2. Jameis Winston. I expected to loathe the guy. Yet even though he’s shown bad behavior (to put it nicely) and even though I was sitting not fifteen feet from him when he uttered the ridiculous, “This game (a 39-point defeat) could have went either way,” I came away feeling sympathetic. He said that everything he’s been through has made him a better person, and I believe it.

A rough day at the office for Jameis Winston

Craig Strobeck

A rough day at the office for Jameis Winston against undersized, non-physical Oregon

When I first read and heard about his charm, I thought “sociopath.” Seeing it in person, I think that “Puppy has a lot to learn,” says it better. Of course high-energy, BIG puppies can cause serious damage before they do learn. Right or wrong, my impression is that Winston truly does have a good heart and wants to do the right thing, though staying the course is a challenge. Winston — unlike many of his teammates — stayed around to congratulate Oregon players after the game. He answered questions with sincerity, even if some of his answers sounded like he’d taken one or two too many hits to the head. There’s just a huge gap between his physical development and some of his other developments.

3. BIG LIES — those that are told often enough and with enough authority that many people accept them as fact — that came out this past week are probably too many to mention, but here’s a start, moving from the classroom to the gridiron.

(1)  Jameis Winston is getting a college education at Florida State. No. By the third year in college, nobody should be saying, “could have went,” or “We beat ourself,” or “It hurts badder.” Not to be a grammar Nazi, but… come on, Florida State, this guy is a visible representative of what your educational system represents.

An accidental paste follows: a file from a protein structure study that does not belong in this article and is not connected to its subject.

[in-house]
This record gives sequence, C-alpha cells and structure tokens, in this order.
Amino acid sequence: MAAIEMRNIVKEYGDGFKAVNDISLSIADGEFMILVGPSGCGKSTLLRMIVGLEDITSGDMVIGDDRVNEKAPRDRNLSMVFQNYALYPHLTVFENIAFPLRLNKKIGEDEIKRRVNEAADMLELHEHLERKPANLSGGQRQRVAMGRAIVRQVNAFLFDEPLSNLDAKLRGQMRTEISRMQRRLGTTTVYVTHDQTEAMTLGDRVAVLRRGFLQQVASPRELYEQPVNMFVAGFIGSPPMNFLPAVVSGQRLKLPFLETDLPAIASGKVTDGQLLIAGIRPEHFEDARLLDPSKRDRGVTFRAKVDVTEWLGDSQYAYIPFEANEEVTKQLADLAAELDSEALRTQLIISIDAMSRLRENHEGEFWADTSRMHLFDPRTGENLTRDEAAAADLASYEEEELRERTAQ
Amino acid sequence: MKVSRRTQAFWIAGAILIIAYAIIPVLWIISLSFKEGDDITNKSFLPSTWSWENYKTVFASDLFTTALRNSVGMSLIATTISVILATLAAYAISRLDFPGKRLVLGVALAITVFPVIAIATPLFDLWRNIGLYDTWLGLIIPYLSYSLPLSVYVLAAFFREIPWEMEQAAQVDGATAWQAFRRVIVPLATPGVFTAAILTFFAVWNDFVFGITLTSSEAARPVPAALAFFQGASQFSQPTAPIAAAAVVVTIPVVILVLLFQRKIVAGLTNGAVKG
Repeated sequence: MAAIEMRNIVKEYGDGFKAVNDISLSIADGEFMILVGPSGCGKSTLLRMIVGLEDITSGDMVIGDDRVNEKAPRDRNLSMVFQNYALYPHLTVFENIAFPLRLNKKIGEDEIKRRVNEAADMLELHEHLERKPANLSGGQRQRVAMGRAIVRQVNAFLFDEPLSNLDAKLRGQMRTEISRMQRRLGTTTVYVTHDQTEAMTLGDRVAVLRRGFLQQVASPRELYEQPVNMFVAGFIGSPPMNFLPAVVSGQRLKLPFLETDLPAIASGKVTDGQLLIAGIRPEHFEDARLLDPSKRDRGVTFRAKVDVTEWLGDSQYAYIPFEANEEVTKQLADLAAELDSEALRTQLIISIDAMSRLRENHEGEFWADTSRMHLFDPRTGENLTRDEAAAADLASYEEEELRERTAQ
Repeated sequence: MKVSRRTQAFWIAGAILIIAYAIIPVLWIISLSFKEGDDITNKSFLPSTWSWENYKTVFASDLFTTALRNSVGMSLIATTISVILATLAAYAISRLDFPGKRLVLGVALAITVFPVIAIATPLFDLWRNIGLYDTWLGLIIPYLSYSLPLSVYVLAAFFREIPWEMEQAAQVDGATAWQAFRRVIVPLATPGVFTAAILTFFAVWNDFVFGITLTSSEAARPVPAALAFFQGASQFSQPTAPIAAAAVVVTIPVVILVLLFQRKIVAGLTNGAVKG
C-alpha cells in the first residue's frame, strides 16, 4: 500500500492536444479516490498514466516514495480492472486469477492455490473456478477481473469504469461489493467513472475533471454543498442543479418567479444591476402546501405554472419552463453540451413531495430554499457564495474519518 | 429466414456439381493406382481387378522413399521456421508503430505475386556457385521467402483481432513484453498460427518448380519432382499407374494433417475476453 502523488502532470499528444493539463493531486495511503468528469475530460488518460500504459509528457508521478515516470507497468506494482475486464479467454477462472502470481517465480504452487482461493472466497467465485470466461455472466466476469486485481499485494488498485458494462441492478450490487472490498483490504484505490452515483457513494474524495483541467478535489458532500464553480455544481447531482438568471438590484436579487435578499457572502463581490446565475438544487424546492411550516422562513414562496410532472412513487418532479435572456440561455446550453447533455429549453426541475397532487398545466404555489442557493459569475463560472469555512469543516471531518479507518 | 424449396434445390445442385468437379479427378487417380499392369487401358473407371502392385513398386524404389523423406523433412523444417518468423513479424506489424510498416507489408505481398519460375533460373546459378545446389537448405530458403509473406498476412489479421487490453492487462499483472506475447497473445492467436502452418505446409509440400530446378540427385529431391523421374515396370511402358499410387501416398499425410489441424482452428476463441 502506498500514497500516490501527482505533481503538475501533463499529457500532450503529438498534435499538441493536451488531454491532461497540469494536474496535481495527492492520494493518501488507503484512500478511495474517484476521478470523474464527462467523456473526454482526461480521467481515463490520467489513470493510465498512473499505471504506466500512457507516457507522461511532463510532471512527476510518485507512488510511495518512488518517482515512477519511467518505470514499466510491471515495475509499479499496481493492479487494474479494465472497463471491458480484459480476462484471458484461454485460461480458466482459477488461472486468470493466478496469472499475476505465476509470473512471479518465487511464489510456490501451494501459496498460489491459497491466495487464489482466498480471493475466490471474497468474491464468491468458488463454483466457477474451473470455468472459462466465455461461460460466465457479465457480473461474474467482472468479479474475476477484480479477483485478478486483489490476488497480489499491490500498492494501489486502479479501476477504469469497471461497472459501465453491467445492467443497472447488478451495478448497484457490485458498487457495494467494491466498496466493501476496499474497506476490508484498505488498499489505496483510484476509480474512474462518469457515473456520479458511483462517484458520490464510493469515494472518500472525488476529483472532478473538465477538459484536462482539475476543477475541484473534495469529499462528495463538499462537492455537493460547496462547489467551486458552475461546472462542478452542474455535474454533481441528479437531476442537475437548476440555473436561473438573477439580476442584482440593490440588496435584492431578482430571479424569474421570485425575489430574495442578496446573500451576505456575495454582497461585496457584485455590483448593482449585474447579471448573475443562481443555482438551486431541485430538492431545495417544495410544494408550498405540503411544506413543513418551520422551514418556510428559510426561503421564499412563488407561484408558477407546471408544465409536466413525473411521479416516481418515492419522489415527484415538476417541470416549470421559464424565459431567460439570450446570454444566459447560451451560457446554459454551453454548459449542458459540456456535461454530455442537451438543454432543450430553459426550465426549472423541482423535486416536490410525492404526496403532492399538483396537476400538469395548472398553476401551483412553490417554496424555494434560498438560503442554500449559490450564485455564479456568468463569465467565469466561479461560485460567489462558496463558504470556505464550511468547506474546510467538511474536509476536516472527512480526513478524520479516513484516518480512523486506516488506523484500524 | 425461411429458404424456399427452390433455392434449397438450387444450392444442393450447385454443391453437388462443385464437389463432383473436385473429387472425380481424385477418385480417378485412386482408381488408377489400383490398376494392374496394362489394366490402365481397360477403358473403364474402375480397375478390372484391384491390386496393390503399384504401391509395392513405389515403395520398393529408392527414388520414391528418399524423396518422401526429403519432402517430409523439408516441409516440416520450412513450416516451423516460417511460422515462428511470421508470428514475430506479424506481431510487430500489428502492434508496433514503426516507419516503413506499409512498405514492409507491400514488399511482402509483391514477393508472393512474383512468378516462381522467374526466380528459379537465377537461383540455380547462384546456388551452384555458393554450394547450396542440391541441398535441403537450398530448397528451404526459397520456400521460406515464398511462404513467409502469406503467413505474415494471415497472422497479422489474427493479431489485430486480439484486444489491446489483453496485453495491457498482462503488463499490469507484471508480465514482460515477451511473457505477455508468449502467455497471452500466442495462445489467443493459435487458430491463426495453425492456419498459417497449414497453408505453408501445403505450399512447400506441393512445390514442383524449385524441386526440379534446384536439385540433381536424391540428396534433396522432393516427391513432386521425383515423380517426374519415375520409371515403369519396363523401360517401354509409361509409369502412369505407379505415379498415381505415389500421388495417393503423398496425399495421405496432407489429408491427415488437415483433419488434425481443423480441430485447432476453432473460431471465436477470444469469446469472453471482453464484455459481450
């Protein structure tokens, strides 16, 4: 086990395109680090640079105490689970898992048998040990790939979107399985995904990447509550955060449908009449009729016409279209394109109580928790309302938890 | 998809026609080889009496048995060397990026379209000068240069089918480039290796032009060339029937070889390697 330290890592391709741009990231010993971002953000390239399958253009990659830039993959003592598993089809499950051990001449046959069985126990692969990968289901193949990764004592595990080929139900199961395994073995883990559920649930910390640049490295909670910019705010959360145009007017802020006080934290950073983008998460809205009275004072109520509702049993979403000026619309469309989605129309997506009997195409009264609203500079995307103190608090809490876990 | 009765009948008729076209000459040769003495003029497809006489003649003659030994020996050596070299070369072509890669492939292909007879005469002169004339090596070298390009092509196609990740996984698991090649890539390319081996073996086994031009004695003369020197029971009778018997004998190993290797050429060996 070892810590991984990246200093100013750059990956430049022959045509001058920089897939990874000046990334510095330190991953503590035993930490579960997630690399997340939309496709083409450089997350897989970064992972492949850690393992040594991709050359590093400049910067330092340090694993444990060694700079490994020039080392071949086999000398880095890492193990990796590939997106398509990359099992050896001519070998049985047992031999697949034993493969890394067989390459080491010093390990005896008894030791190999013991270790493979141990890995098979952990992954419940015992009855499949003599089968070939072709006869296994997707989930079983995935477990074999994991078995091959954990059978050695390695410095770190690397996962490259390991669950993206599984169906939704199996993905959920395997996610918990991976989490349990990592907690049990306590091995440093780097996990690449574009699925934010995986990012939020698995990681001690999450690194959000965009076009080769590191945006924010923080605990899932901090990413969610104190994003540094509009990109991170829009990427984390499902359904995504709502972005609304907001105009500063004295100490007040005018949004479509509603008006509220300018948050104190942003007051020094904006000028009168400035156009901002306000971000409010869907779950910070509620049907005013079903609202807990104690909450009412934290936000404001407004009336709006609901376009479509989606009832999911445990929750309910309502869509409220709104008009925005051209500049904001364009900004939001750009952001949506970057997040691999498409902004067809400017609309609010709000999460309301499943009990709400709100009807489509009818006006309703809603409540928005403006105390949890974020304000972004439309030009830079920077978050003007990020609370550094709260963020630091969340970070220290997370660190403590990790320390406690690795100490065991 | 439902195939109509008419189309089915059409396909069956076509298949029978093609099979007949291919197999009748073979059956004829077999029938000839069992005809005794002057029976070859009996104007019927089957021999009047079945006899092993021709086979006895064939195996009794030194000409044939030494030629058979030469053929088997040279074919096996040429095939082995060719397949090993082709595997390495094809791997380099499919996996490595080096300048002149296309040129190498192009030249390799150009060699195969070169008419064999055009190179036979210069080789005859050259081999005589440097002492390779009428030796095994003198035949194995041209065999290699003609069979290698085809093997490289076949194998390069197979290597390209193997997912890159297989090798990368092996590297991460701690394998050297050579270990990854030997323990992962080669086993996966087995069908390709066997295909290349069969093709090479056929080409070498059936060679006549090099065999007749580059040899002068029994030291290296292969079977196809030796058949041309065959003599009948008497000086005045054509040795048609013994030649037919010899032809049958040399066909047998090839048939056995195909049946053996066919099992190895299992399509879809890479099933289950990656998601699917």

(2)  If you’re going to play Oregon within the next couple weeks, it’s time to ramp up practicing for the pace – just as the Seminoles and many before them did. Right. And May is a good time to start losing those sixty pounds so you’ll look good in a swimsuit come June. Marathon coming up in two weeks? Time to start training.

Mariota led the Ducks to 0 of 0 third down conversions in the third quarter.

John Sperry

Mariota led the Ducks to 0 of 0 third down conversions in the third quarter.

(3)  We beat ourself / It was the turnovers that gave Oregon the win. There’s a little truth to this, but it hardly tells the entire story. If Florida State beat itself, it did so in practice (and in off-field antics) the entire season. Even in the game, turnovers — which were more takeaways than giveaways — were only part of the story. The statistic of the game that everybody seems to overlook is that Oregon went 0 for 0 in third down conversions in the third quarter. Zero for zero. That’s one defensive touchdown and three offensive touchdowns in 12 plays without seeing third down once. The Ducks’ fifth touchdown of the half, which straddled into the fourth quarter, was six plays, with Mariota running it in from 21 yards out on fourth down. It wasn’t just turnovers. Oregon turned up the heat and FSU got fried.

(4)  Oregon is gimmicky, light-weight, not physical, etc. ad nauseum. Check the Ohio State blogs and you will see that comments to this effect are waning — yet a few persist. The Rose Bowl win went a long way to dispelling this fallacy, but it is not totally dead.

No S-E-C, S-E-C chants this year.

Google Images

No S-E-C, S-E-C chants this year.

(5)  The SEC West rules. With the SEC West’s 2-5 record in bowl games, nobody’s buying it.

(6)  Which brings us to what we can only hope is the death of the myth that the lower right hand corner of the country has the greatest college football on the planet. That myth, under the old BCS system, would have placed Alabama and Florida State in the championship game. That myth led the selection committee to name Alabama, Florida State, Ole Miss and Mississippi State as the initial candidates for the final four. How many of those four won bowl games? Zero. You have to wonder how many times the best team got excluded from the BCS Championship.

Top photo by John Sperry